Turkey ordered the closure of 20 television and radio channels after accusing them of spreading "terrorist propaganda," Reuters reports. Turkish President Recep Tayyip Erdogan is expected to prolong the country's state of emergency that was implemented after the July 15 coup attempt, Turkish paper Hürriyet reports.


Today's 57-second shot of history remembers this movie icon who died in a car crash 61 years ago, at age 24.


Federal investigators are probing the wreckage of a train crash that killed one woman and injured more than 100 people in Hoboken, New Jersey, yesterday. According to NBC New York, police are trying to determine if the installation of overriding security systems could have helped avoid the crash.


"Hitler massacred 3 million Jews … There's 3 million drug addicts. There are. I'd be happy to slaughter them," Filipino President Rodrigo Duterte said early Friday, stepping up his anti-drug rhetoric, AP reports.


Steak or avocado, which is worse for the environment? Omnivore Barbara Vorsamer explores vegan life in this Süddeutsche Zeitung piece: "The German agriculture ministry recently advised citizens to abstain from meat for the sake of the environment. The council of experts advocated a ‘shift toward the consumption of a climate-friendly diet'. But that's where things get complicated. What exactly is climate-friendly? Instead of salami, should I put avocado slices on my sandwich? Personally, I'd consider this a delicious alternative. But is it really more eco-friendly? ... If scientists consider a vegetarian diet the most effective way to counter climate change, there's some bad news — the wealthier a country gets, the more meat it consumes. But I can do my bit. Each steak I refuse to eat is one steak less that has to be produced."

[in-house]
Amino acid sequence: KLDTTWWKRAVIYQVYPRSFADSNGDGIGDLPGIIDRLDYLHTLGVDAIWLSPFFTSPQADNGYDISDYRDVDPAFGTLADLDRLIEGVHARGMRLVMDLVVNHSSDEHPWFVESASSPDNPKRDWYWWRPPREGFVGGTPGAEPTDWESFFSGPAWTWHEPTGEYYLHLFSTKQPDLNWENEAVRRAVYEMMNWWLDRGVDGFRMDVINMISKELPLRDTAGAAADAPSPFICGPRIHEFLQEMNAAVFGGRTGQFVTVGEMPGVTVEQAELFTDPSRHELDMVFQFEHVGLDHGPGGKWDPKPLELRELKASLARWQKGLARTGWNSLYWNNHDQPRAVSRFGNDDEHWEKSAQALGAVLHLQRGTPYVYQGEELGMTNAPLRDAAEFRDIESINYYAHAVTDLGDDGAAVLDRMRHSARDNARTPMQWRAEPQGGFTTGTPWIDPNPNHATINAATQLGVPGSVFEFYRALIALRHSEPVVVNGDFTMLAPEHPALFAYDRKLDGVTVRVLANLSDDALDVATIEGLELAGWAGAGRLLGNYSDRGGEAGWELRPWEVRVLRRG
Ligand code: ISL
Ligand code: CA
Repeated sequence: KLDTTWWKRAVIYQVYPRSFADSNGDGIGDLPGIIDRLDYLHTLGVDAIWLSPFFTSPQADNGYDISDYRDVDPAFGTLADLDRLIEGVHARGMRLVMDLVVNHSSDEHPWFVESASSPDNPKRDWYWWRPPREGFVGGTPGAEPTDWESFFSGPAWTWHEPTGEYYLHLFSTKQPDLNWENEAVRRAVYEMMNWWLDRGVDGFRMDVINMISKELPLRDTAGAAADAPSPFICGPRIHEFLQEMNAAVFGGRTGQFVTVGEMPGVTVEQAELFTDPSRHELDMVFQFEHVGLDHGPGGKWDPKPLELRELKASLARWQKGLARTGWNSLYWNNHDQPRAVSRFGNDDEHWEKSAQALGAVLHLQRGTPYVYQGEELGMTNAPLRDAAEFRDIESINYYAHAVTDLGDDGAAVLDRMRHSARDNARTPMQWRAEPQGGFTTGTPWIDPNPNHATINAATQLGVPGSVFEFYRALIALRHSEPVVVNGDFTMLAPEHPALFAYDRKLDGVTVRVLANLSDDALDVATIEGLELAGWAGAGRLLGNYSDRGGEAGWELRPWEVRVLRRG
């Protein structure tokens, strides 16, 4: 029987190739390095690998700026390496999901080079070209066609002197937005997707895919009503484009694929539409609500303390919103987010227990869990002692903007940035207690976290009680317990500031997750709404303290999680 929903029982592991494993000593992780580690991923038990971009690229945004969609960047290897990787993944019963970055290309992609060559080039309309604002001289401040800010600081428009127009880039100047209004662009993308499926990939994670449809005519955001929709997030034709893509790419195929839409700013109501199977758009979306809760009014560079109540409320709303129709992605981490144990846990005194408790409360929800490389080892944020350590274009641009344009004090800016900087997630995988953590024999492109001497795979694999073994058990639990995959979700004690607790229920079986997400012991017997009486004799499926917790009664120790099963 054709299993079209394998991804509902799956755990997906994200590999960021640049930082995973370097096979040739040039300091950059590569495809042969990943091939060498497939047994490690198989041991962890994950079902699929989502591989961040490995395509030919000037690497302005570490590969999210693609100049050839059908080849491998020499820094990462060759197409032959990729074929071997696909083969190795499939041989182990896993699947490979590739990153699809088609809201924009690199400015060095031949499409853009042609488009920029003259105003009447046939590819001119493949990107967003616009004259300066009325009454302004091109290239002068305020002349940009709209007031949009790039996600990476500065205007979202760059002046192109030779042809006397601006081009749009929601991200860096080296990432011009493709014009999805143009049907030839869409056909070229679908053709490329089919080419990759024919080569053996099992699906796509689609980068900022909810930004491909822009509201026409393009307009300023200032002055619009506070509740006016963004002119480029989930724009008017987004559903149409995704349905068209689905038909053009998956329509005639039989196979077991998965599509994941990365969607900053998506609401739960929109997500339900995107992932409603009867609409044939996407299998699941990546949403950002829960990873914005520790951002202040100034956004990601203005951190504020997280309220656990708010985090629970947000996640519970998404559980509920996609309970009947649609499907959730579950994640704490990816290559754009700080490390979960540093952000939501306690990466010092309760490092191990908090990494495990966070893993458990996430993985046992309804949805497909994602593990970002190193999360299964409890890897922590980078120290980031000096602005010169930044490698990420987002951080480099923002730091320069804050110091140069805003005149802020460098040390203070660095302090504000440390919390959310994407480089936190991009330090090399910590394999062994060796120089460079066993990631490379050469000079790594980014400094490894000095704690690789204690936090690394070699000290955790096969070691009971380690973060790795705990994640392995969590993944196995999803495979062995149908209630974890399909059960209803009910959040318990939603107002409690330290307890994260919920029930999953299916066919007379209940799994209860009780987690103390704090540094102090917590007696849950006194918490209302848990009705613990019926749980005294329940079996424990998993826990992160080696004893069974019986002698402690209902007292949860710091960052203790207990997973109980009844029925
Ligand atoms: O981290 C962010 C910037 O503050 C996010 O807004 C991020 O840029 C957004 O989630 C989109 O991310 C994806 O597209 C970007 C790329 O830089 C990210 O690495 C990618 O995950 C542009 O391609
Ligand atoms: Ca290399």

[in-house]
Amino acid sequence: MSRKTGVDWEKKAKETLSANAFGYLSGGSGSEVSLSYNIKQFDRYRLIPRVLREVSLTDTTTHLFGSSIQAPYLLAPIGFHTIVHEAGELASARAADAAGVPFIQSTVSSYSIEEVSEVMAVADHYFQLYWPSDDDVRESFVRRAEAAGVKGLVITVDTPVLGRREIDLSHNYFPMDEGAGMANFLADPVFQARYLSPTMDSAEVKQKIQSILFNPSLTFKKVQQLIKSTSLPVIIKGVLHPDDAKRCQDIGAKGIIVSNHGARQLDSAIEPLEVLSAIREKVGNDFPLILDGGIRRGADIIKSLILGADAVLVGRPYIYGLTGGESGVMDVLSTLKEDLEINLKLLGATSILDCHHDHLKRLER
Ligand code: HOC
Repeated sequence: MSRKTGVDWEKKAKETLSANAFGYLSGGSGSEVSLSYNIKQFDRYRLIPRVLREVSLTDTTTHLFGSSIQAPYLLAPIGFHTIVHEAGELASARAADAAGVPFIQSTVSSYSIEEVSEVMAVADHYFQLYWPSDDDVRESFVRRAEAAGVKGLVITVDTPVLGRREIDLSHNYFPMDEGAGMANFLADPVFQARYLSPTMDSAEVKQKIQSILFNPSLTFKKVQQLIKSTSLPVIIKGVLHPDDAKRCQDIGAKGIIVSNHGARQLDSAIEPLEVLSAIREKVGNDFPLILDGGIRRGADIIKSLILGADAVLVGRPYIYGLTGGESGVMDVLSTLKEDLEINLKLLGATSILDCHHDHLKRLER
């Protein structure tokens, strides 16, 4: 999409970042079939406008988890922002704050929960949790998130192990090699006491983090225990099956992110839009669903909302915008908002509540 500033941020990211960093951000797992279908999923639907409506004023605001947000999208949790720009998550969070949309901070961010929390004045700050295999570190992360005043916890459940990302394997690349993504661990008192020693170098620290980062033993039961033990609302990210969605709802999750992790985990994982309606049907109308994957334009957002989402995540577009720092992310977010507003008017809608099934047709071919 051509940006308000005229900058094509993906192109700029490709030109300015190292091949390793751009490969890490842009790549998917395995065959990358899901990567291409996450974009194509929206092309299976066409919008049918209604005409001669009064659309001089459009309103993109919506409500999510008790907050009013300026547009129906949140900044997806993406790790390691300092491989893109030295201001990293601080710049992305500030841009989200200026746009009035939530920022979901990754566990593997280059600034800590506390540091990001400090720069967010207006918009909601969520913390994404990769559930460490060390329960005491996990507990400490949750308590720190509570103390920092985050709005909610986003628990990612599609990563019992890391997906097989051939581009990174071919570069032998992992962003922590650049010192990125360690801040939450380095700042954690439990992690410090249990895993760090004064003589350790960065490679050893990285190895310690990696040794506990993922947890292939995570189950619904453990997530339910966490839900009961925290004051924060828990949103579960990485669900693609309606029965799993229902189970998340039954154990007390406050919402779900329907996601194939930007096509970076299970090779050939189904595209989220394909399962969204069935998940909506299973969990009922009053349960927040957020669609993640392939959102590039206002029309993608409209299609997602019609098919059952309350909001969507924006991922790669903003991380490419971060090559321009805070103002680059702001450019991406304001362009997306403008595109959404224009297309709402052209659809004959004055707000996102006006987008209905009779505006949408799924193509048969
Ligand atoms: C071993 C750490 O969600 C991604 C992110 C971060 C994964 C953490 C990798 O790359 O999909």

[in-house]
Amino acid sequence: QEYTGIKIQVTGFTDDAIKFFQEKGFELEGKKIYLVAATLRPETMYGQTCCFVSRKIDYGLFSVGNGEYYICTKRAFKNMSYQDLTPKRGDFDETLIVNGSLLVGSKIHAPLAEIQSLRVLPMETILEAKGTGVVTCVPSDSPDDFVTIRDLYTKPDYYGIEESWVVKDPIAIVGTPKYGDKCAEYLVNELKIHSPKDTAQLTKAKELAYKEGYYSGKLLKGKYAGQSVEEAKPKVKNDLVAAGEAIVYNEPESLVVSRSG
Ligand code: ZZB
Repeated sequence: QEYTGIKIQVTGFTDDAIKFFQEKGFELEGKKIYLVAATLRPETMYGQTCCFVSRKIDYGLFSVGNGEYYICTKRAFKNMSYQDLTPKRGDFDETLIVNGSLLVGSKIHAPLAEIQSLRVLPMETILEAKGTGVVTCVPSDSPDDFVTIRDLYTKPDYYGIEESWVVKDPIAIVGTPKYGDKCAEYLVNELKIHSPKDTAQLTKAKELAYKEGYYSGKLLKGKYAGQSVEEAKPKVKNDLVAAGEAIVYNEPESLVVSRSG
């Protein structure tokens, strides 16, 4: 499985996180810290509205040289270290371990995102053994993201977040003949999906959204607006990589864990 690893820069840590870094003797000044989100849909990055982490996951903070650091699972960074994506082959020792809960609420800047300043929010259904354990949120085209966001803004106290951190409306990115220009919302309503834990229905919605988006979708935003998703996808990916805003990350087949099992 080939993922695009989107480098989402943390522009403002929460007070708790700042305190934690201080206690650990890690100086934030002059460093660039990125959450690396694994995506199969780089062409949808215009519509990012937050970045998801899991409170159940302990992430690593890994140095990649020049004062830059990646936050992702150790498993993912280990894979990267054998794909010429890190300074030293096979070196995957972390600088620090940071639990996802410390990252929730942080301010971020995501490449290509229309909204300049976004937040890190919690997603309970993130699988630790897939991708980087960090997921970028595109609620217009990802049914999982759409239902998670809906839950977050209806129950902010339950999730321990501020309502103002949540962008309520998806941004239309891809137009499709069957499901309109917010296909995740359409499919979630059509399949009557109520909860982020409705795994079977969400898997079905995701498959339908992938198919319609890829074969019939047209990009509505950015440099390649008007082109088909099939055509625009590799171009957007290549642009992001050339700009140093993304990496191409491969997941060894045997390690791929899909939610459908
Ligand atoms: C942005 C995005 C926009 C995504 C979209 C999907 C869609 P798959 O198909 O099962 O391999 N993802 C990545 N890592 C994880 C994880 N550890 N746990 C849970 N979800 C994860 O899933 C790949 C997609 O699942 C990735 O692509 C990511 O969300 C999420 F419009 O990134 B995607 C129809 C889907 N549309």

Read the full article, Veganism And Climate Change, Quest Of A Curious Meat Eater.


The editorial board of USA Today, a newspaper with an estimated 7 million readers daily making it one of the most widely-circulated publications in America, has taken sides for the first time in its 34-year history — if not exactly for Hillary Clinton, at least against Donald Trump.


Deutsche Bank stocks plummeted by 8% in early trading at the Frankfurt Stock Exchange today, Deutsche Welle reports. Hedge funds have started to pull some of their business from the bank amid growing concerns about the performance of Germany's largest lender, according to Bloomberg.